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Looting is back:

So so is Supermarket Sweep:

I’ve always found Leslie Jones funny, as long as they let her joke about her funniest topic — being a black giantess –which they didn’t in the Lady Ghostbusters movie.

Does anybody remember the grocery store looting TV game show that debuted after the Watts Riots of August 1965? You ran through the store loading your shopping cart for 90 seconds and the crew that grabbed the most dollar value of loot won.

Supermarket Sweep it was called. It premiered in December 1965.

It was pretty fascinating to us 7-year-olds. As I recall, the winning strategy was to go for the liquor aisle and load up on bottles, which didn’t much interest us 2nd graders. But a lot of people instead seemed to go for whatever they wanted and wasted a lot of time moving around in the store.

 
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  1. ‘No lines, no waiting’ is how many of the negroes where I live do their ‘shopping’. We can add “no masks, no bothering to pay for what you got” to the routine too. Privilege.

    Cops? Who cares about cops. They’re all abolished after next month anyway. Racist.

    • Replies: @bomag
  2. mkw says:

    In 2020, the cigarette shelf probably offers more value per volume than liquor, if they leave it unlocked.

  3. Anonymous[953] • Disclaimer says:

    It was a UK TV ‘daytime’ show – that is viewed by wasters – which was hosted by the late ‘cuddly’ gay Dale Winton.

  4. As Kwanzaa approaches expect looting to become more intense.

    • Agree: JimDandy
  5. Damn Amish. Next thing you know there will complaints about a pharmacy desert.

  6. Wake up says:

    That video looks like a “Biden/Harris” voter drive.

    • LOL: TWS, Liza
  7. Altai says:

    Why was one of the contestants in full drag?

    • Replies: @anon
    , @Charles St. Charles
  8. WJ says:

    How long until Twitter removes this post from Hillsborough County?

  9. El Dato says:

    Is there a gameshow called “Hit and Run attacks on Fascists”? It’s definitely à la mode.

    ‘Still think Antifa is just an idea?’ Black conservative activist gets tooth knocked in clashes during free speech rally

    Jack’s Shitshow Service says “The following media includes potentially sensitive content.”

    I vaguely get the impression things are ramping up a bit.

    • Replies: @Kronos
  10. Lots of mean-spirited comments here. Can’t anyone else remember crying in Literature class about Jean Valjean stealing food to feed his family because the money had been spent on drugs?

    • Replies: @Gary in Gramercy
  11. Looks like enrichment. Why would anyone oppose?

    Everyone wants to be separated from it, but won’t own up to it. They want their segregation on the down-low. They want a “clever” deal that helps themselves while throwing most Whites under the bus.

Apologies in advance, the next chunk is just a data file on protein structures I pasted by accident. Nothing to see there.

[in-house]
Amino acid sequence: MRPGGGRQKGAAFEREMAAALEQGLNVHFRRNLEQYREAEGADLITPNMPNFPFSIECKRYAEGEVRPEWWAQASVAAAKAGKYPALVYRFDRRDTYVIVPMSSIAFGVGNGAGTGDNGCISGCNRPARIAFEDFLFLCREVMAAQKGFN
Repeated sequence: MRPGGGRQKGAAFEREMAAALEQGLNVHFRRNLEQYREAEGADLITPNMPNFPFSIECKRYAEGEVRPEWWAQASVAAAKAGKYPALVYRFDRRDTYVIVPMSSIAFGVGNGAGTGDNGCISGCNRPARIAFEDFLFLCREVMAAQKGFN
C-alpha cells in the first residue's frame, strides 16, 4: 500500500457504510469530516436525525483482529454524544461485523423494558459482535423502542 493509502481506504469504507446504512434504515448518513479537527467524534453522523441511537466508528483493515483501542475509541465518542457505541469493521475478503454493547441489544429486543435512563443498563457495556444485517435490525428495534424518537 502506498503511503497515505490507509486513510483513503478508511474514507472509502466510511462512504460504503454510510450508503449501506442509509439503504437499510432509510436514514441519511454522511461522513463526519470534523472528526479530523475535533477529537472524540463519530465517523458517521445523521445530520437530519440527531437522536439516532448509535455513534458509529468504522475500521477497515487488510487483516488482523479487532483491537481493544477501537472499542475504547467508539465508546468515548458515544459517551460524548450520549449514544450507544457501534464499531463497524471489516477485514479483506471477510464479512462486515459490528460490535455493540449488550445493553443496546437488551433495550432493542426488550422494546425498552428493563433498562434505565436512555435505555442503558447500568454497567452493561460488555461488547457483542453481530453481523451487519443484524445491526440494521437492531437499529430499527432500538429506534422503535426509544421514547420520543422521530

They’d rather virtue signal about compassion or fake “Christianity” or Universal Brotherhood, or some other woo , while building a system that keeps them segregated, without calling it by its name.

    Segregation for me, integration for thee!

    • Agree: Mark G.
  12. George says:

    Why is it that the looting was so polite, organized and non violent while the World Star Hip Hop videos of them after they get home show them intensely brawling over nothing.

    • Replies: @J.Ross
  13. Ano says:

    Whom were they mourning?

    • LOL: HammerJack
  14. AndrewR says:

    Lol the day after that mass undocumented shopping spree, the CEO of Walmart released a pro-BLM, “anti-racist” screed

    https://corporate.walmart.com/newsroom/2020/06/12/advancing-our-work-on-racial-equity

  15. gent says:

    OT: 4/pol/ uncovers a way to alter mail in-ballots with just a person’s name and DOB. System has been in place in four states since 2012.

  16. anon215 says:

    So I clicked the link…. and to no one’s surprise, comments are disabled. How I miss the early days of the internet!

  17. Sad and funny at the same time.

  18. Michaeloh says:

    I remember the show. But I remember the winning strategy being a sprint to the meat aisle first, followed by whatever afterwords. It must have been short lived because I seem to remember my 6 year old self watching only a few times.

  19. Often people know the facts on race quite well but have a sociopathic lack of concern for their own people.

    You think genocide isn’t real? Then why has every site that touches the topic been shut down?

    The UN long ago accepted Lemkin’s definition of genocide. Ben Kiernan, who I assume is a liberal, explains the concept. Genocidal policies have actually been common in world history:

  20. CCZ says:

    “Chiraq” mayor’s civilian Working Group on Use Of Force, with representatives from: Crowned Elites LLC, Jane Addams College of Social Work, Ujimaa Medics & Black Lives Matter, Chicago Alliance Against Racist and Political Oppression and Chicago Torture Justice Center, American Civil Liberties Union (ACLU), National Association for the Advancement of Colored People (NAACP), Southsiders Organized for Unity and Liberation (SOUL) has issued its recommendations.

    https://www.chicago.gov/city/en/depts/mayor/press_room/press_releases/2020/june/WorkingGroupUseOfForce.html

    From Second City Cop blog, supposedly, one recommendations was
    “Police are not [would not be] allowed to use handcuffs to restrain individuals because it reminds black people of the “shackles of slavery””

    https://secondcitycop.blogspot.com/